Send to

Choose Destination
J Infect Dis. 2005 Jun 15;191(12):2038-45. Epub 2005 May 11.

Declining incidence of invasive Streptococcus pneumoniae infections among persons with AIDS in an era of highly active antiretroviral therapy, 1995-2000.

Author information

Yale University School of Medicine, Department of Epidemiology and Public Health, New Haven, Connecticut, USA.



Our goal was to describe trends in invasive pneumococcal disease incidence among persons with acquired immunodeficiency syndrome (AIDS) since the introduction of highly active antiretroviral therapy (HAART).


We used time-trend analysis of annual invasive pneumococcal disease incidence rates from a population-based, active surveillance system. Annual incidence rates were calculated for 5 July-June periods by use of data from San Francisco county, the 6-county Baltimore metropolitan area, and Connecticut. The numerators were the numbers of invasive Streptococcus pneumoniae infections among persons 18-64 years of age with AIDS; the denominators were the numbers of persons living with AIDS, estimated on the basis of AIDS surveillance data.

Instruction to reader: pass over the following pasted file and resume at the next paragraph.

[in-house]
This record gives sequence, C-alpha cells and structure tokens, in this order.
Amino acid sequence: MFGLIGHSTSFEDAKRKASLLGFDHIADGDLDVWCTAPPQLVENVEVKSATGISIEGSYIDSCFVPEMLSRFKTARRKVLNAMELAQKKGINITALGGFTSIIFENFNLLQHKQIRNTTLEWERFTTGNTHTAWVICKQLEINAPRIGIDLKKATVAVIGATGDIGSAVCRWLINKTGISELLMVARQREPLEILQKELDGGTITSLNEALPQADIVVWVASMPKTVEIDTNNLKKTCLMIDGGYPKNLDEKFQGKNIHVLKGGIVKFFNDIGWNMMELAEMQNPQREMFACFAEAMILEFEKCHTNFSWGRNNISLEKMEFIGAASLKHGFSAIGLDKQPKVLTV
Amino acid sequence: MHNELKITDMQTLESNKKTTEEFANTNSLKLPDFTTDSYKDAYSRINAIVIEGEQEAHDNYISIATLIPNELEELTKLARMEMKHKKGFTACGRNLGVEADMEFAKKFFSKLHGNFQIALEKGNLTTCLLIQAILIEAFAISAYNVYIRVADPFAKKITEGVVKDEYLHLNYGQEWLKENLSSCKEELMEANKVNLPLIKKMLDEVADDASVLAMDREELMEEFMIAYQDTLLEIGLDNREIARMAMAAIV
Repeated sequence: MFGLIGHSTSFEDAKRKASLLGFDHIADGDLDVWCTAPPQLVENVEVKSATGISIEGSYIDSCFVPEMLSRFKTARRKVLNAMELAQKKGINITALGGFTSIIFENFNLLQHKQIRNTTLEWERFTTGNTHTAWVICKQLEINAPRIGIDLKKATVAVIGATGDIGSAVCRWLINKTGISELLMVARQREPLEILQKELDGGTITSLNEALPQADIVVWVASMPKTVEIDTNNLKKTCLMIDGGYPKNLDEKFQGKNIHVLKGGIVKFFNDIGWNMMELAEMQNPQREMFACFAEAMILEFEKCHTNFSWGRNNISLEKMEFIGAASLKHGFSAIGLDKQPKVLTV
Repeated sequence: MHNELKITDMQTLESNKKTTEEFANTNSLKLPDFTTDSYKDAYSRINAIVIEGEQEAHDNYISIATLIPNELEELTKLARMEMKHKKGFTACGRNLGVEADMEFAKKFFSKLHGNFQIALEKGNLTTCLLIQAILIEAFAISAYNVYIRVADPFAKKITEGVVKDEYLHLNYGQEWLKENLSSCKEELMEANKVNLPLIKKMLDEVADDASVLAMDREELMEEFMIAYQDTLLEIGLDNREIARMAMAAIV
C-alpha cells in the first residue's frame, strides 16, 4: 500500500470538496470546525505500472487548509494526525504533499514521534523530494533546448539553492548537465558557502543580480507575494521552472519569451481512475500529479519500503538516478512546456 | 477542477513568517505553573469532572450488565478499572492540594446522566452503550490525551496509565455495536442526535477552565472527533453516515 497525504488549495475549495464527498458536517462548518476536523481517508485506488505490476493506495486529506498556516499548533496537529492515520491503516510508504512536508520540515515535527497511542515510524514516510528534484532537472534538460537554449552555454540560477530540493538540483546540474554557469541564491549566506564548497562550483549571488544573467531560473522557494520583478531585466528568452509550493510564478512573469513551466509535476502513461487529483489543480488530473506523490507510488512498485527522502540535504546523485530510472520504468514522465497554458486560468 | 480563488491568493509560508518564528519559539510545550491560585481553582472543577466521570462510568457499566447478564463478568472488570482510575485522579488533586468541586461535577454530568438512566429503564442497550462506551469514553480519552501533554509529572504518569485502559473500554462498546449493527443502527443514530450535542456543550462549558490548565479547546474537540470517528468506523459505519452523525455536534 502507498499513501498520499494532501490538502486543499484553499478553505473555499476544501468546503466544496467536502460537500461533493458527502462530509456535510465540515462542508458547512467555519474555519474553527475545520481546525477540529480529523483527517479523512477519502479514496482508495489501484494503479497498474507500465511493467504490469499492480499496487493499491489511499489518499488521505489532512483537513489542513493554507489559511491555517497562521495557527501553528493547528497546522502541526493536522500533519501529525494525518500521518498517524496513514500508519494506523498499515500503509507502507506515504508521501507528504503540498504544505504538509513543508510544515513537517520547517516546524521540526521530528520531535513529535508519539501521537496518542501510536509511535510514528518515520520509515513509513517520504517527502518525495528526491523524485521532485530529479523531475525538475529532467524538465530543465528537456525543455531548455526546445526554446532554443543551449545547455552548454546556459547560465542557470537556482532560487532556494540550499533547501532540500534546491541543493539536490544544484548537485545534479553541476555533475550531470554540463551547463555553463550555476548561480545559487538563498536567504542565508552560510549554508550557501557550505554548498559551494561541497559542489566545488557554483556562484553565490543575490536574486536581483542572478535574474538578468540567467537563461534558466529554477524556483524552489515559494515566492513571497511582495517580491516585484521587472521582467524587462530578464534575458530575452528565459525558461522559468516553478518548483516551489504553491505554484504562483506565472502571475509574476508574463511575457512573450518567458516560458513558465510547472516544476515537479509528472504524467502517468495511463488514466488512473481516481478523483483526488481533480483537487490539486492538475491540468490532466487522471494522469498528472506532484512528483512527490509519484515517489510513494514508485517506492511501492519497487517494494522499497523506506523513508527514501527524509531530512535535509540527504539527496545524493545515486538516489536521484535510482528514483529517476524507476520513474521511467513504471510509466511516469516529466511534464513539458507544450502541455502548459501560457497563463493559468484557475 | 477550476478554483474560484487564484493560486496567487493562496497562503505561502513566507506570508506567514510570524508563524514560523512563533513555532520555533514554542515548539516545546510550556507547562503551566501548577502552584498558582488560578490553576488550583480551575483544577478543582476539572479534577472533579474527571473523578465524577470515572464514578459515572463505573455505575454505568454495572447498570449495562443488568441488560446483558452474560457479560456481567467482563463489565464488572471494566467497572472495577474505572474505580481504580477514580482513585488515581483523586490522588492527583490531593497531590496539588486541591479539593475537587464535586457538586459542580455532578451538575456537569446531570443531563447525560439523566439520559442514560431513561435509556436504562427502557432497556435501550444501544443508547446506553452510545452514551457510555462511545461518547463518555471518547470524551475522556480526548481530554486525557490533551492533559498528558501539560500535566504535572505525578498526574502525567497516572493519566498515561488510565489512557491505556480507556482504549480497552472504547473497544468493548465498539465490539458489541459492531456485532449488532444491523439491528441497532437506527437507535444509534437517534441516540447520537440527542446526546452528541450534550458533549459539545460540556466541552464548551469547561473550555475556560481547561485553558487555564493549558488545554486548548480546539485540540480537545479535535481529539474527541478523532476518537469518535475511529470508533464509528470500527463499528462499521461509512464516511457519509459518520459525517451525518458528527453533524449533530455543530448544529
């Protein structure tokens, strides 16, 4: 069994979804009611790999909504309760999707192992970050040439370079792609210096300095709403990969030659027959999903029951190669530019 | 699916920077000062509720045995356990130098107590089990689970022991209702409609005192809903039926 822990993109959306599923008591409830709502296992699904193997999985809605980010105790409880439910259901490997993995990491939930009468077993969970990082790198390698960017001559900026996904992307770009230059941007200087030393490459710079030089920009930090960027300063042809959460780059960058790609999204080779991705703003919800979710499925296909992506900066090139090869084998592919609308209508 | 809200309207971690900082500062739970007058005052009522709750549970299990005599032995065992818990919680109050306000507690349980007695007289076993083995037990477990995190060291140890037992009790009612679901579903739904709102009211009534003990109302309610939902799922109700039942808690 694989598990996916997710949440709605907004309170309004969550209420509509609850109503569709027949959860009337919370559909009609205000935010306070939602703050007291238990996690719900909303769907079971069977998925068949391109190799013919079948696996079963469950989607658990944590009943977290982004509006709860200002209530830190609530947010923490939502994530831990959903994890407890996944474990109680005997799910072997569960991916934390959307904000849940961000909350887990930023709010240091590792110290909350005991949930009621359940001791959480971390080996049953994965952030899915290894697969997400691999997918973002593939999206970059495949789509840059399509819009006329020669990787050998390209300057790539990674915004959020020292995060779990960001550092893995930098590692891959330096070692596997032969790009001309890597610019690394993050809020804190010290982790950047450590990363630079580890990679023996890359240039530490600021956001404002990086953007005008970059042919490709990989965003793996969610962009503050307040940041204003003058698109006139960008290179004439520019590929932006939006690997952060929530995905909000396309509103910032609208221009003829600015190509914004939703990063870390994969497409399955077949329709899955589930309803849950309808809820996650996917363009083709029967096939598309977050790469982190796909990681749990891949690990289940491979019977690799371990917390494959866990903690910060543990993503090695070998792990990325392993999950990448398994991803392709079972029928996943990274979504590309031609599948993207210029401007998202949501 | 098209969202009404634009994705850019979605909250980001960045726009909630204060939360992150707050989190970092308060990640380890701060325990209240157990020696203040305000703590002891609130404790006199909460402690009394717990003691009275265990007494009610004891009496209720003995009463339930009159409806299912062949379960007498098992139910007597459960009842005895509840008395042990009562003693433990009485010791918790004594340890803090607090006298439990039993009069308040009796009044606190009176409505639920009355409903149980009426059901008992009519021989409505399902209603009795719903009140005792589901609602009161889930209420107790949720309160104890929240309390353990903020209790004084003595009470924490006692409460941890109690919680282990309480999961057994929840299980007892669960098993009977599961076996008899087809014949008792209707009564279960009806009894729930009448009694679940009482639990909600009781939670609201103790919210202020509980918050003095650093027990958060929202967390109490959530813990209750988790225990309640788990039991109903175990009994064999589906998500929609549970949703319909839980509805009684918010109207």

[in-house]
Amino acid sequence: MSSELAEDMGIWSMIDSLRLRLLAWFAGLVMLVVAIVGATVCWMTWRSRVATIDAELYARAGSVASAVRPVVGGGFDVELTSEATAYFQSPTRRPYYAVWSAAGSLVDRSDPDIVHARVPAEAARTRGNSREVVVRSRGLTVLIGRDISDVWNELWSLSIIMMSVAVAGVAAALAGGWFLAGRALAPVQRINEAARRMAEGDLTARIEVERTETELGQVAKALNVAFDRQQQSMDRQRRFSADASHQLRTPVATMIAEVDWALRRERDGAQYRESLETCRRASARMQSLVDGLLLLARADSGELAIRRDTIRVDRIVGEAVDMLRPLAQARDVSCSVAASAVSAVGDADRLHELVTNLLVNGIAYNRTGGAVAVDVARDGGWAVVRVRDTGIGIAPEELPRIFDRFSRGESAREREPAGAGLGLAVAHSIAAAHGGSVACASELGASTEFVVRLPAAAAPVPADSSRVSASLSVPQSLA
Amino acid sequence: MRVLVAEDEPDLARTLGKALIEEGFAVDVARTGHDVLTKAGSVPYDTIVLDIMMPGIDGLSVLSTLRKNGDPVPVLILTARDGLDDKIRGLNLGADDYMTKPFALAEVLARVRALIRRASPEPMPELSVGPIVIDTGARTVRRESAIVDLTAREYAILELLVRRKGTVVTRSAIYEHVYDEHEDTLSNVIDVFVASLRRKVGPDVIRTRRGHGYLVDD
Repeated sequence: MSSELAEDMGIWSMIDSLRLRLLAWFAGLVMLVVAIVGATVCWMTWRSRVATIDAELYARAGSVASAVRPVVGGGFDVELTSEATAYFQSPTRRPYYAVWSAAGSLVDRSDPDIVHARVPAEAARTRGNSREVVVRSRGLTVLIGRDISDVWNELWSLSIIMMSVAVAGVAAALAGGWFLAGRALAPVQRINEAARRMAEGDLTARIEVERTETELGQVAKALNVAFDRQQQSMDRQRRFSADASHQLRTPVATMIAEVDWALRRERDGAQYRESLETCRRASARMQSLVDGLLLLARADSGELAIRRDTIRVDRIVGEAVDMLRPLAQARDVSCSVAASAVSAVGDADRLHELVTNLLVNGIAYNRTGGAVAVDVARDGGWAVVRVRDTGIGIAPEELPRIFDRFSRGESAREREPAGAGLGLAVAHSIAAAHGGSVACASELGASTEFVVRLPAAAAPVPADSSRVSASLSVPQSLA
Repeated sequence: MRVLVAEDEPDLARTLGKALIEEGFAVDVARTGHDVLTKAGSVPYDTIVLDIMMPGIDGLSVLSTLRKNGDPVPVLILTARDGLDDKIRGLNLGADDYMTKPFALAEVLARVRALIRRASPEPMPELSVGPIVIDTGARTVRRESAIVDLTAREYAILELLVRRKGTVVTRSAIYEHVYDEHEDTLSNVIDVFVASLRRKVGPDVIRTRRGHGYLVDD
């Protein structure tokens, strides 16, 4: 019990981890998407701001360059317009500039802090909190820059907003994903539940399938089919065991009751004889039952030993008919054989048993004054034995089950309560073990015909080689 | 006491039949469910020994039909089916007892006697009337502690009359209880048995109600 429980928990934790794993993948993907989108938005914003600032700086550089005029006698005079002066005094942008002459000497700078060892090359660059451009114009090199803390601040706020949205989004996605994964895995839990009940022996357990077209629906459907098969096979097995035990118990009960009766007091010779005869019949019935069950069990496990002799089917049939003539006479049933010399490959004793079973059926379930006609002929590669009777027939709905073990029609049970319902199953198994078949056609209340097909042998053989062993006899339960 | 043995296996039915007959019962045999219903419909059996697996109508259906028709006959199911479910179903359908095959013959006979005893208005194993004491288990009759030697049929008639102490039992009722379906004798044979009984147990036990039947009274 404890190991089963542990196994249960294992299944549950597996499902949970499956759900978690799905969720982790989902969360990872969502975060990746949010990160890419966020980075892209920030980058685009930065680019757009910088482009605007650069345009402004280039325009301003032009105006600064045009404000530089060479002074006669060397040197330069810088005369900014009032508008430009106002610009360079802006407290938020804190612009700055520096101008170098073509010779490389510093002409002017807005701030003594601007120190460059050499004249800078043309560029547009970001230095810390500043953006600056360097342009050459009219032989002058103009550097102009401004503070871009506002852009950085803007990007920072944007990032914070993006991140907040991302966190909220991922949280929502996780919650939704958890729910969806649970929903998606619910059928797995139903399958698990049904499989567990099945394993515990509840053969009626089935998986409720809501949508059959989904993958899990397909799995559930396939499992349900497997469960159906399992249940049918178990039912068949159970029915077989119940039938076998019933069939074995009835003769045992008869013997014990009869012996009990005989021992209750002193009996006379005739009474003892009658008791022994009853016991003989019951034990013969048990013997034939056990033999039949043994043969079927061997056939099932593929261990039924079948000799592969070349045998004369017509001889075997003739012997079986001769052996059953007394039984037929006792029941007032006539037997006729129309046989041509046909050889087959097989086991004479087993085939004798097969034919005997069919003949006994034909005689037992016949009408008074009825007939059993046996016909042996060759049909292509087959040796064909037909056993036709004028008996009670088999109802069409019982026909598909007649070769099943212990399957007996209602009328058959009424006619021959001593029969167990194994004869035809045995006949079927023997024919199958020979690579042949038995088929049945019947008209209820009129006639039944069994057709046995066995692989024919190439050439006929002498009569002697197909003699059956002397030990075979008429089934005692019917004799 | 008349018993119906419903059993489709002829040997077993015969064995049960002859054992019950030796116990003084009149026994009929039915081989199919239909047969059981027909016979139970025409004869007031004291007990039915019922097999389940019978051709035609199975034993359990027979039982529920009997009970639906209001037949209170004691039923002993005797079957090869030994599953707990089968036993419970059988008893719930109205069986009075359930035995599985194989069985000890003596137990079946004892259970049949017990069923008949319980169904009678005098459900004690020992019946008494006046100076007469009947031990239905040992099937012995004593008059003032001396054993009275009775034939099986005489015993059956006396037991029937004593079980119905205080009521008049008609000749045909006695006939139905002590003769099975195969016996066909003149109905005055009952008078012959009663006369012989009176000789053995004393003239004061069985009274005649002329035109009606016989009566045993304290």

The annual incidence of invasive pneumococcal disease declined from 1094 cases/100,000 persons with AIDS (July 1995-June 1996) to 467 cases/100,000 persons living with AIDS (July 1999-June 2000). The annual percentage changes in incidence were -34%, -29%, -8%, and -1%. Declines were similar by surveillance area, sex, and race/ethnicity. During the final year of the study, the invasive pneumococcal disease incidence in persons with AIDS was half that of the pre-HAART era but was still 35 times higher than that in similarly aged non-HIV-infected adults.


In the United States, invasive pneumococcal disease incidence declined sharply across a range of subgroups living with AIDS during the period after widespread introduction of HAART. Despite these gains, persons with AIDS remain at high risk for invasive pneumococcal disease.

[Indexed for MEDLINE]

Supplemental Content

Full text links

Icon for Silverchair Information Systems
Loading ...
Support Center